Telomeric Theory of Aging
excelife at earthlink.net
Wed Aug 19 17:40:08 EST 1998
In article <jstrout-ya02408000R1908981330050001 at news.ucsd.edu>,
jstrout at ucsd.edu says...
>In article <35daf0c8.354067837 at nntp.ix.netcom.com>, ufotruth at ix.netcom.com
>>I have a question. I have heard lately of the creation of telomerase
>>"Knock Out Mice" that have the gene for telomerase removed from them.
>>Do you think it is possible that mice could be created or genetically
>>engineered that had the telomerase gene in every single one of their
The gene for telomerase is already encoded in the DNA but when most cells
terminally differentiate that gene is no longer expressed. As noted below,
by Joseph Strout, mice, particularly mus musculus, may not be the best
candidate to test this experiment. Telomeric length in these mice are not
only regulated by telomerase but also by an unrelated genetic component on
chromosome 2.(Proc Natl Acad Sci U S A 1998 Jul 21;95(15):8648-8653 "Telomere
length regulation in mice is linked to a novel chromosome locus.")
Many other mammals more closely compare to the human model of telomeric
shortening leading to cellular senescence and presumed aging of the organism.
Our knowledge of how to intervene in age related expression of specific genes
is extremely limited so methods to re-activate the telomerase gene are not
However, extra-nucleic expression of factors that can maintain telomeric
length have been demonstrated. First by utlizing the RNA components
associated with telomerase, (Nat Genet 1997 Dec;17(4):498-502 "Reconstitution
of human telomerase with the template RNA component hTR and the catalytic
protein subunit hTRT".) Secondly, dispersed DNA coding for the T2AG3
telomeric repeats has been found in immortal cells not expressing
telomerase,(Biochem Biophys Res Commun 1998 Jul 20;248(2):223-227 "Release of
telomeric DNA from chromosomes in immortal human cells lacking telomerase
Utilization of these procedures in mammals that age more like humans may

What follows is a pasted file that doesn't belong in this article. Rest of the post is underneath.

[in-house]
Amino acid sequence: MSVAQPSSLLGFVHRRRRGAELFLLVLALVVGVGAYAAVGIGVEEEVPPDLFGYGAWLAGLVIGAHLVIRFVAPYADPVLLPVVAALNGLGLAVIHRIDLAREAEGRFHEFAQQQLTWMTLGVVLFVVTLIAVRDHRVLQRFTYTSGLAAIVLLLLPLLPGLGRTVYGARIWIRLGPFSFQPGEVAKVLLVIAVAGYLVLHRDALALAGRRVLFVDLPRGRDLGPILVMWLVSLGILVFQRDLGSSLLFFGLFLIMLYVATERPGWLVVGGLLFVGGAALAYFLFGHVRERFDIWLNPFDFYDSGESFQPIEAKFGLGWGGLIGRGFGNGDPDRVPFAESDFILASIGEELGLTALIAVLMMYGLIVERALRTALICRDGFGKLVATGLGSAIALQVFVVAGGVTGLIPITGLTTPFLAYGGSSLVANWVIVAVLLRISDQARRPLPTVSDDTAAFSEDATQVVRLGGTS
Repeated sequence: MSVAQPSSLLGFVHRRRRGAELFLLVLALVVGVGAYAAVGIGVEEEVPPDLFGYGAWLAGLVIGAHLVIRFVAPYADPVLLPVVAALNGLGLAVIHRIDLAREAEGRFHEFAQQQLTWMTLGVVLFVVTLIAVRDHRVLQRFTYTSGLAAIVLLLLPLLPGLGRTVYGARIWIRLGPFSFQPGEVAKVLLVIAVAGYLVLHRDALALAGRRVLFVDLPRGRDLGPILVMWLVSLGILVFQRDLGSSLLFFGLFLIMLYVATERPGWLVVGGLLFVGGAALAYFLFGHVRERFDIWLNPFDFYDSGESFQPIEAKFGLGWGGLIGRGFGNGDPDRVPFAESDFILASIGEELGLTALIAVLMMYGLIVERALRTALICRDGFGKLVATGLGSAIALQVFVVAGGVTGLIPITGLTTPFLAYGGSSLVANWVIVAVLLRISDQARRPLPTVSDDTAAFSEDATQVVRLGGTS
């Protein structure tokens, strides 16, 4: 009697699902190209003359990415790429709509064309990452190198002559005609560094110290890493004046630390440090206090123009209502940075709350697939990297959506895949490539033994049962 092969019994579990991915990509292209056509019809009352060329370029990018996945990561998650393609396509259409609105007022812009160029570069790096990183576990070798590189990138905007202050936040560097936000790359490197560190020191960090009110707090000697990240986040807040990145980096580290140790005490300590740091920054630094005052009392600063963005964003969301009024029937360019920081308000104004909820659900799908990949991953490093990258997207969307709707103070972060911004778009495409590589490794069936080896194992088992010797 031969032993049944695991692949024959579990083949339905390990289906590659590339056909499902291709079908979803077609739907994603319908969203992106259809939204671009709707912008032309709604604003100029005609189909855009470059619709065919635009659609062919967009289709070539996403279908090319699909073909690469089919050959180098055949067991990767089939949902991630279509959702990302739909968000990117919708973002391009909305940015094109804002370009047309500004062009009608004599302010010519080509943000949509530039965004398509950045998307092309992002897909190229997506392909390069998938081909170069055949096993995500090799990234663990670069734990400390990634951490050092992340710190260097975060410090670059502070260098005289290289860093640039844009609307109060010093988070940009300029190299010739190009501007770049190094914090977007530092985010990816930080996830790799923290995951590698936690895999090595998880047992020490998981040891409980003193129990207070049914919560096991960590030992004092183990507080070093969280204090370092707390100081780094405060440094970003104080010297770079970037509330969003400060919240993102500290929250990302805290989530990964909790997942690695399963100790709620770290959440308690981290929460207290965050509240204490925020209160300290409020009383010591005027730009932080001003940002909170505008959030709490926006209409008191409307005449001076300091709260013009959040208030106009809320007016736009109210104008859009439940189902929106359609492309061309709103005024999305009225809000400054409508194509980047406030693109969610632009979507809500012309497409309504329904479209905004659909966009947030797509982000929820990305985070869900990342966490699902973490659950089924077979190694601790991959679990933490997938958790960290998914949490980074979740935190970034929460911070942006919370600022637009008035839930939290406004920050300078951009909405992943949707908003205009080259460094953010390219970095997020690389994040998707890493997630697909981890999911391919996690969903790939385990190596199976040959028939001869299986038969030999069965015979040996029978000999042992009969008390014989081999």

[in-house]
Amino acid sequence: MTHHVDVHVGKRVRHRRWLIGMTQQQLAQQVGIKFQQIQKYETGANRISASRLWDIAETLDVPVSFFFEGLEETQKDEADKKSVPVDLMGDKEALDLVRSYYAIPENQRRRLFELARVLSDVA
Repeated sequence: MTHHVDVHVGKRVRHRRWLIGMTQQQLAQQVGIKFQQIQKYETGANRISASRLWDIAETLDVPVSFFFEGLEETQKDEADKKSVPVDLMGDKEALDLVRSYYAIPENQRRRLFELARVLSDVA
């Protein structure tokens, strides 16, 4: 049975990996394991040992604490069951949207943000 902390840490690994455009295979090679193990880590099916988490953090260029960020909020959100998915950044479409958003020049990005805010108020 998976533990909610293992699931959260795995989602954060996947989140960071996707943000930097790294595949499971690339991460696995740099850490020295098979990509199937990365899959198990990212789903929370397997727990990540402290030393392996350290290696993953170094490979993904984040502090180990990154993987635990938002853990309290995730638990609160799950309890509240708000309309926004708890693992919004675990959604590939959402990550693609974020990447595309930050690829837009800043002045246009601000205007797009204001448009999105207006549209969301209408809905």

answer the question of whether extending telomeric length in vivo will also
extend the life span of the organism.
>As I understand it, this isn't necessary -- mice die of natural causes way
>before there telomeres have shortened significantly. So the experiment you
>describe has basically already been done, by Nature.
Possibly, but no definitive study has been done to determine whether
telomeric shortening is a causative factor in the death of mice. The long
telomeres of of mus musculus, the telomerase knock-out mice studied by Dr. C.
Greider and the fact that mouse cells do not experience telomeric related
senescence do suggest a different progression of cellular development but do
not described any alternative cause of aging in mice. In fact one study of
mouse telomeres shows that some chromosomes have significantly shorter
telomeres than the other chromosomes, (Proc Natl Acad Sci U S A 1997 Jul 8
94:14 7423-8 "Telomeres in the mouse have large inter-chromosomal variations
in the number of T2AG3 repeats"). Yeast studies have shown that the "loss of
a single telomere results in cell-cycle arrest and chromosome loss", (Nat
Genet 1998 Jan 18:1 76-80).
Without further research we cannot rule out telomeric loss as being a
causative factor in the aging of mice.
Thomas Mahoney, Pres.
Lifeline Laboratories, Inc.
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